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Danske Bank Faces Legal Challenge Over New Corporate Fees Amidst Compliance Struggles

Danske Bank has recently implemented an annual fee of €500, equivalent to NOK 5,000, specifically targeting its large corporate customers in Norway. Notably, the fee is doubled for those corporate clients with foreign parent companies, amounting to €1,000 or NOK 10,000. The bank attributes the introduction of these fees to the heightened complexity associated with providing banking services to international and larger businesses. Danske Bank cites the growing regulatory requirements and increased documentation, including the need for Anti-Money Laundering (AML) checks, as the primary drivers behind this move.

Danske Bank Faces Legal Challenge Over New Corporate Fees Amidst Compliance Struggles

This decision comes in the aftermath of Danske Bank grappling with substantial costs to meet AML obligations, triggered by its involvement in Europe's largest money laundering scandal. The bank came under scrutiny in 2018 when it was revealed that a staggering €200 billion in suspicious transactions had flowed through its Estonian branch between 2007 and 2015. These funds were linked to clients from Russia, Azerbaijan, and Moldova, leading to a reevaluation of the bank's compliance protocols.


In response to the new fees, one of Danske Bank's major clients in Norway, Trygge Barnehager, a billion-dollar group operating approximately 200 nurseries, has expressed dissatisfaction and is considering legal action. The nursery chain is not only contesting the fees but is also demanding evidence from Danske Bank regarding the actual costs incurred for conducting AML checks on business customers.


The legal dispute hinges on whether Danske Bank's standard agreement, signed by customers upon initiation of their banking relationship, allows for the imposition of such fees. Trygge Barnehager initially faced a substantial bill, amounting to almost €88,000, given its numerous legal entities, prompting the legal action.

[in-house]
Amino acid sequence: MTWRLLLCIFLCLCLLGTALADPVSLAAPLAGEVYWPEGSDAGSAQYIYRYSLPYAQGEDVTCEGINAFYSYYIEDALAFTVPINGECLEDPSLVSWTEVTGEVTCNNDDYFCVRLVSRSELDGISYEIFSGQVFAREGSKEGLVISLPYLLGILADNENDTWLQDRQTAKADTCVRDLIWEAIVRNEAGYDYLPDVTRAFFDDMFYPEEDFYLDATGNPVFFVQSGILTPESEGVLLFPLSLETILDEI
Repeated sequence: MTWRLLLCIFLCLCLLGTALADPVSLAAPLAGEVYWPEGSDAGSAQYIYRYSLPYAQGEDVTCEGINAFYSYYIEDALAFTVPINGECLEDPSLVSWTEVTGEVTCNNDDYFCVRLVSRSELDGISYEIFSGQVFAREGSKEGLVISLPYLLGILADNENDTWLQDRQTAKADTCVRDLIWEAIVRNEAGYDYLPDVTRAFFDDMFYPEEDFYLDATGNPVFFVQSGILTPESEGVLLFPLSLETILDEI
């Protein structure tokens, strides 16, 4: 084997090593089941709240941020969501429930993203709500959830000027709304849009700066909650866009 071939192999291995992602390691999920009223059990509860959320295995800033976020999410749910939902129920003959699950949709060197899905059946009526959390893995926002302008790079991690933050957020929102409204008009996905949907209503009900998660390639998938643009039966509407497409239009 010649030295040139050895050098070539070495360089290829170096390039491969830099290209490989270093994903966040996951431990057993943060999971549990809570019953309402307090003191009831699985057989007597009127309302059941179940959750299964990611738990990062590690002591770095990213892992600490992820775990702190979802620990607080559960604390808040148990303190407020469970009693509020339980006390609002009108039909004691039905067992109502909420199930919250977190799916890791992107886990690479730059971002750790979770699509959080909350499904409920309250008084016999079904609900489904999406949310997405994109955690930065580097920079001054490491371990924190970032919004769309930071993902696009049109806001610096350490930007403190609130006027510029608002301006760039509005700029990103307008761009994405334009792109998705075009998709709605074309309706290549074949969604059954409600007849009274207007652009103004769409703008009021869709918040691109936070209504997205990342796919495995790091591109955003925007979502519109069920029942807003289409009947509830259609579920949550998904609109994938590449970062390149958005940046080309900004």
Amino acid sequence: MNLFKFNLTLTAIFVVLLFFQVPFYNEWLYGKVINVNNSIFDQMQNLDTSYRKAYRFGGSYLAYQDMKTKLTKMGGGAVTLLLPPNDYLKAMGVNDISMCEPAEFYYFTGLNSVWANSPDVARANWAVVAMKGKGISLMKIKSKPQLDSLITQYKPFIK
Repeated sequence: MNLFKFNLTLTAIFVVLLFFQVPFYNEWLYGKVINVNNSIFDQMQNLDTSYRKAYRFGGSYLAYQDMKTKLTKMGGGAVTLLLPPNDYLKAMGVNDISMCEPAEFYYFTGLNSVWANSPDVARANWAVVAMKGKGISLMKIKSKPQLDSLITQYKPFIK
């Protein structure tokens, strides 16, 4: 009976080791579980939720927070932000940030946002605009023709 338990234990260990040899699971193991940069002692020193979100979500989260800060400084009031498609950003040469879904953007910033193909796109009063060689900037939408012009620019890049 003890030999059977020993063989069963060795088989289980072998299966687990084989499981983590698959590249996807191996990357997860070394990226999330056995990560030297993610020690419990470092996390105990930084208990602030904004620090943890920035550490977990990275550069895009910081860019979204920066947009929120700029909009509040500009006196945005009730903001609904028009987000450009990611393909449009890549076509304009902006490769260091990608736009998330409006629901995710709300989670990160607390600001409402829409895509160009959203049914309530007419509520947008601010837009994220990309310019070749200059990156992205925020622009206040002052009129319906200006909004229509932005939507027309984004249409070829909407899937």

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Danske Bank's history in Norway has been marked by challenges related to compliance. The bank experienced daily fines from the Financial Supervisory Authority, reaching NOK 50,000 a day and totaling NOK 11,910,000, before these fines ceased on March 13, 2023. In June 2023, Danske Bank decided to discontinue serving personal customers in Norway, with Nordea subsequently acquiring its Norwegian retail customer portfolio. Despite these challenges, Danske Bank continues to cater to Norwegian business customers and maintains a presence in Denmark, Sweden, and Finland for personal customers.


The imposition of annual fees on corporate customers underscores the ongoing complexities financial institutions face in navigating stringent regulatory environments. As the banking industry grapples with increased regulatory demands, Danske Bank's move reflects a broader trend in the sector as institutions seek to balance compliance efforts with maintaining operational efficiency and financial sustainability.

By fLEXI tEAM

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